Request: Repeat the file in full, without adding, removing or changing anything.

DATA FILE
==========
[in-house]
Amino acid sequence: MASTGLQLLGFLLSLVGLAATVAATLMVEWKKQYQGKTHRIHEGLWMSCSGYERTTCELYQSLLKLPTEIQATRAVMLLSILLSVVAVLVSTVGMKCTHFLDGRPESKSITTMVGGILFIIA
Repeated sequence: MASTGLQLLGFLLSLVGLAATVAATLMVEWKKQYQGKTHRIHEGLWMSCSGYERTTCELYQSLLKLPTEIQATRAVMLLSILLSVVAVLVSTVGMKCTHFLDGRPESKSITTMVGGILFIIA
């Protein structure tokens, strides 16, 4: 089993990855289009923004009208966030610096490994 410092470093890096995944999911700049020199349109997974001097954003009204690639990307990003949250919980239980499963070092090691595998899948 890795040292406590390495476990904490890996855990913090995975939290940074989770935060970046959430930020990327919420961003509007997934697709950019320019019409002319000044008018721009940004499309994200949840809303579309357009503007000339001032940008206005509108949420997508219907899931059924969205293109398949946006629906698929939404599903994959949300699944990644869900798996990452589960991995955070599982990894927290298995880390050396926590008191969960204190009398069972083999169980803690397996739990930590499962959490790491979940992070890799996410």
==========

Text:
[in-house]
Amino acid sequence: MASTGLQLLGFLLSLVGLAATVAATLMVEWKKQYQGKTHRIHEGLWMSCSGYERTTCELYQSLLKLPTEIQATRAVMLLSILLSVVAVLVSTVGMKCTHFLDGRPESKSITTMVGGILFIIA
Repeated sequence: MASTGLQLLGFLLSLVGLAATVAATLMVEWKKQYQGKTHRIHEGLWMSCSGYERTTCELYQSLLKLPTEIQATRAVMLLSILLSVVAVLVSTVGMKCTHFLDGRPESKSITTMVGGILFIIA
């Protein structure tokens, strides 16, 4: 089993990855289009923004009208966030610096490994 410092470093890096995944999911700049020199349109997974001097954003009204690639990307990003949250919980239980499963070092090691595998899948 890795040292406590390495476990904490890996855990913090995975939290940074989770935060970046959430930020990327919420961003509007997934697709950019320019019409002319000044008018721009940004499309994200949840809303579309357009503007000339001032940008206005509108949420997508219907899931059924969205293109398949946006629906698929939404599903994959949300699944990644869900798996990452589960991995955070599982990894927290298995880390050396926590008191969960204190009398069972083999169980803690397996739990930590499962959490790491979940992070890799996410």